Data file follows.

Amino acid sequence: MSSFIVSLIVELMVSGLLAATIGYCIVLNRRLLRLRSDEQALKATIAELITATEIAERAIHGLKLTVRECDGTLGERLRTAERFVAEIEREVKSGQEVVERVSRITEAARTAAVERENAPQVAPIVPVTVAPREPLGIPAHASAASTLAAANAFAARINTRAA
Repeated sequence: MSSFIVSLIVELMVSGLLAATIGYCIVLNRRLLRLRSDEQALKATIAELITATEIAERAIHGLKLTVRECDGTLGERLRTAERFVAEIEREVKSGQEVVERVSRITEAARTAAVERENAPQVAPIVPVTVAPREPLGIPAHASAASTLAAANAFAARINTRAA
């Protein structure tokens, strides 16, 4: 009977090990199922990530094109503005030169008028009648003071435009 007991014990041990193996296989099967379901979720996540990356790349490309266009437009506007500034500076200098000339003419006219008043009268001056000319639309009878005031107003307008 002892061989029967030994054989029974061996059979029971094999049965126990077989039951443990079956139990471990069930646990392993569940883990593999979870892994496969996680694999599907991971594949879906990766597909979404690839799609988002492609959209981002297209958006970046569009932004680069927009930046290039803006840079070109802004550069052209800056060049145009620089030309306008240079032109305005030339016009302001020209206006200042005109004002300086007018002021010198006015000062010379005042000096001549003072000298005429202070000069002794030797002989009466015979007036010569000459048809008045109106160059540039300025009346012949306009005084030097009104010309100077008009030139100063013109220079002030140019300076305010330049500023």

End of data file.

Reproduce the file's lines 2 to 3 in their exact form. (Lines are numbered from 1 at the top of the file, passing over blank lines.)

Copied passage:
Repeated sequence: MSSFIVSLIVELMVSGLLAATIGYCIVLNRRLLRLRSDEQALKATIAELITATEIAERAIHGLKLTVRECDGTLGERLRTAERFVAEIEREVKSGQEVVERVSRITEAARTAAVERENAPQVAPIVPVTVAPREPLGIPAHASAASTLAAANAFAARINTRAA
């Protein structure tokens, strides 16, 4: 009977090990199922990530094109503005030169008028009648003071435009 007991014990041990193996296989099967379901979720996540990356790349490309266009437009506007500034500076200098000339003419006219008043009268001056000319639309009878005031107003307008 002892061989029967030994054989029974061996059979029971094999049965126990077989039951443990079956139990471990069930646990392993569940883990593999979870892994496969996680694999599907991971594949879906990766597909979404690839799609988002492609959209981002297209958006970046569009932004680069927009930046290039803006840079070109802004550069052209800056060049145009620089030309306008240079032109305005030339016009302001020209206006200042005109004002300086007018002021010198006015000062010379005042000096001549003072000298005429202070000069002794030797002989009466015979007036010569000459048809008045109106160059540039300025009346012949306009005084030097009104010309100077008009030139100063013109220079002030140019300076305010330049500023």